0
$\begingroup$

Q) A point particle is acted upon by a restoring force $-kx^3$. The time period of oscillation is $T$, when the amplitude is $A$. The time period for an amplitude $2A$ will be

(A) $T$ (B) $T/2$ (C) $2T$ (D) $4T$

Now I know that if a force function is given in SHM questions, the time period can be simply written as $2\pi \sqrt{m\over F'(0)}$ where $F'(0)$ is the first derivative of the force function given at zero. However, this technique doesn't quite work here because $F'(0)$ becomes zero making $T$ infinite. Also, how do I draw a relation between the amplitude and time period?

$\endgroup$
4
  • $\begingroup$ The H in SHM is misleading; your force is anharmonic. $\endgroup$
    – J.G.
    Jul 25 at 20:30
  • $\begingroup$ Oh I see. Actually, this question was under the category of SHM in the test paper I took it from. Thank you for clarifying though. Can you still provide me with the solution to the question ? $\endgroup$ Jul 25 at 20:47
  • $\begingroup$ @HarshDarji "Can you still provide me with the solution to the question?" Hi, kindly note that this site is not for homework help. $\endgroup$ Jul 26 at 7:10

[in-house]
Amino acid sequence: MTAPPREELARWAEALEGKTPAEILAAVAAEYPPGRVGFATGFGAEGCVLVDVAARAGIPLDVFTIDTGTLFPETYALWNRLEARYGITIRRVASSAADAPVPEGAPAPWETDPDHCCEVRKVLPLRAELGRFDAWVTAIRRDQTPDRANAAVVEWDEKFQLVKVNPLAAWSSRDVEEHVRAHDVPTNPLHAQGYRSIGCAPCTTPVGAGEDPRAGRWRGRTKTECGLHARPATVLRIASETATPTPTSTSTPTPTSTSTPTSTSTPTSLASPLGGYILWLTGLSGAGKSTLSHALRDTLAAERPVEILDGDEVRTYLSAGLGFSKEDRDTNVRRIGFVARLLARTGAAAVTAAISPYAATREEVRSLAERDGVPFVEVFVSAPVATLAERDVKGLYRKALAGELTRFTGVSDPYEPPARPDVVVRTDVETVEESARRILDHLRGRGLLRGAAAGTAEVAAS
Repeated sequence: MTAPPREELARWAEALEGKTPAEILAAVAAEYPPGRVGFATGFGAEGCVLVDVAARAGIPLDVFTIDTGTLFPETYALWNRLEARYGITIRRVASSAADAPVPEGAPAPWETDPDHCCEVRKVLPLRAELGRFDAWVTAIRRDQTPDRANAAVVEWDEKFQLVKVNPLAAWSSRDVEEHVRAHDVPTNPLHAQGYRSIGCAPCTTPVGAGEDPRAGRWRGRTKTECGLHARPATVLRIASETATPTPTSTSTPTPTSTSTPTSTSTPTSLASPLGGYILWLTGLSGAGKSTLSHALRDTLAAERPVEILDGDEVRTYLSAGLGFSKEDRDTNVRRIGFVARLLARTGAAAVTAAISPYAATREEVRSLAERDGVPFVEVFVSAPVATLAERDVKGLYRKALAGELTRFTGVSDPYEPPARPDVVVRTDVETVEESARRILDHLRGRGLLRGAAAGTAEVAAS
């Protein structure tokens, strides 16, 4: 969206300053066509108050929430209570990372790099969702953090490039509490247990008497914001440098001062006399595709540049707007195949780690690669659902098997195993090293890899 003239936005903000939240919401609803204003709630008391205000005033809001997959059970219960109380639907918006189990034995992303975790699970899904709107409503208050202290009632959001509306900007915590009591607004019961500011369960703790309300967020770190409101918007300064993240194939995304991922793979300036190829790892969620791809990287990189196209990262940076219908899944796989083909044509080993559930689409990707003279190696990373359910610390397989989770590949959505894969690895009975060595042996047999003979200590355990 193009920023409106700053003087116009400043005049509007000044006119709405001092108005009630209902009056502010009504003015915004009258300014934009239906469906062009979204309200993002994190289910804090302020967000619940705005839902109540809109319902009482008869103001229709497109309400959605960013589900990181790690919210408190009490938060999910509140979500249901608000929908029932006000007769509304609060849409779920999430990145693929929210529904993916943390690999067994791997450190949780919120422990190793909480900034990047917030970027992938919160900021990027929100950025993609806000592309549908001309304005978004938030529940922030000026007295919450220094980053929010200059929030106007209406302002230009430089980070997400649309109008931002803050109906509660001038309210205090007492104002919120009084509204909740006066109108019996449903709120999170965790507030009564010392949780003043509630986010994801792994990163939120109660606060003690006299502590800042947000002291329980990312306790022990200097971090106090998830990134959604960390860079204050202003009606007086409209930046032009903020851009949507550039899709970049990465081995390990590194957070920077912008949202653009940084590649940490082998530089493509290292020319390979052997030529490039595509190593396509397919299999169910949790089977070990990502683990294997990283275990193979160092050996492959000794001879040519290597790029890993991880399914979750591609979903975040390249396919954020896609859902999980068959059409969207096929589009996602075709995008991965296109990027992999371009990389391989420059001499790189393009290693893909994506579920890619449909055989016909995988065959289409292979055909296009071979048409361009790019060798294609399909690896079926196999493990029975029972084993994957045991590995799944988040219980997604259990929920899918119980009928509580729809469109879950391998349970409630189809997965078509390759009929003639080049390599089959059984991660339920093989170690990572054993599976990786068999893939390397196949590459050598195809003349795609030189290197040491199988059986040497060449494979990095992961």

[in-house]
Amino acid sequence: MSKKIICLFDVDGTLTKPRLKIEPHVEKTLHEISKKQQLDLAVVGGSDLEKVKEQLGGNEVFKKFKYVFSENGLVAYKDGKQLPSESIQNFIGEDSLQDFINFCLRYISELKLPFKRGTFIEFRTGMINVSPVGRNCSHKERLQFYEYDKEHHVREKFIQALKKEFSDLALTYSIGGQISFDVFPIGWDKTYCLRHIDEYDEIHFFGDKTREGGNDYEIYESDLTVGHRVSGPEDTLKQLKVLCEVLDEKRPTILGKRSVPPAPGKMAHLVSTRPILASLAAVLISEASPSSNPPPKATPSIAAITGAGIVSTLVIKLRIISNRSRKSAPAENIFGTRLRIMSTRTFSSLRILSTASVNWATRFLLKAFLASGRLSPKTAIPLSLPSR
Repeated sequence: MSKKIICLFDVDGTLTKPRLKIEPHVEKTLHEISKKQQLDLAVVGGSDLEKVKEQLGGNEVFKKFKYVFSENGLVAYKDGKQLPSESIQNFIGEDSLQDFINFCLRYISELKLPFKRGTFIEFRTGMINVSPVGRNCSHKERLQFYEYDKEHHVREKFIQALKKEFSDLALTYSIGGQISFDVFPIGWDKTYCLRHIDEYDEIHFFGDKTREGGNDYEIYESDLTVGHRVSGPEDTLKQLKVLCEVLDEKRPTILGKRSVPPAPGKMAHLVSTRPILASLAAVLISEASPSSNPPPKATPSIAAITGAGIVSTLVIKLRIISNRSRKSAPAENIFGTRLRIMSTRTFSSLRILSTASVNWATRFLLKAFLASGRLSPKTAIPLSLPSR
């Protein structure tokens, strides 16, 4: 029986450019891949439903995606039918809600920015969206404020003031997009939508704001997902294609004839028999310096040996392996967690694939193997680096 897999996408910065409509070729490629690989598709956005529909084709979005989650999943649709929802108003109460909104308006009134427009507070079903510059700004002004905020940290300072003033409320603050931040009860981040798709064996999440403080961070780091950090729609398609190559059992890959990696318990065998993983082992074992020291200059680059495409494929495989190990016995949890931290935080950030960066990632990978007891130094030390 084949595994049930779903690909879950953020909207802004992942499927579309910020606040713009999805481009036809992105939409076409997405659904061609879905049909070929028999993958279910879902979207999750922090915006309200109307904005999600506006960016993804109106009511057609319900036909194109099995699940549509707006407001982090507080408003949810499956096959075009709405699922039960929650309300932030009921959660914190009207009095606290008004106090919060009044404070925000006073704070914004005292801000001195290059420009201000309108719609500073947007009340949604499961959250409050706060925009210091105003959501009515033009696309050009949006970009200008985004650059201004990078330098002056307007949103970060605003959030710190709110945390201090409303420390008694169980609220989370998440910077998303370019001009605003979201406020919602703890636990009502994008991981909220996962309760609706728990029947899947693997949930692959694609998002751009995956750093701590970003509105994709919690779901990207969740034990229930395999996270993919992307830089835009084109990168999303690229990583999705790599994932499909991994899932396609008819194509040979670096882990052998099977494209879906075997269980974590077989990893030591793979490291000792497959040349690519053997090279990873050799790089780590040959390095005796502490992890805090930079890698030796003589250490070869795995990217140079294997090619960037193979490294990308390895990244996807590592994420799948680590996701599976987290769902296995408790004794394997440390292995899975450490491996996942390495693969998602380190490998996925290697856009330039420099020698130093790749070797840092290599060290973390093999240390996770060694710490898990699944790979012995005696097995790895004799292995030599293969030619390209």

• $\begingroup$ I know that, but don't you think I had a major concept issue with this question and that I NEEDED the solution of the Q to clear it ? $\endgroup$ Jul 26 at 10:23
1
$\begingroup$

Let's generalize the exponent from $3$ to $p$, for an instructive comparison to the harmonic case, $p=1$. For a mass-$m$ particle, the equation of motion is $\ddot{x}=-\frac{k}{m}x^p$.

We're given that some solution is of amplitude $A$ and period $T$, i.e. can be written as $x=Af(y)$ with $y:=t/T$,where $f$ is a function of amplitude $1$ and period $1$. The EOM becomes$$-\frac{1}{f^p}\frac{d^2f}{dy^2}=\frac{k}{m}A^{p-1}T^2$$(proof is a by-substitution exercise). Note the left-hand side has period $1$ in $y$.

If $p=1$, scaling $A$ doesn't change $T$; this is the familiar fact that an SHM period depends on only on $k/m$, not $A$. But if $p\ne1$, when we replace $A$ with $cA$ for $c>0$ we need to multiply $T$ by $c^{2/(1-p)}$. I leave you to substitute this problem's values of $c,\,p$ to work out which answer is correct.

$\endgroup$

Not the answer you're looking for? Browse other questions tagged or ask your own question.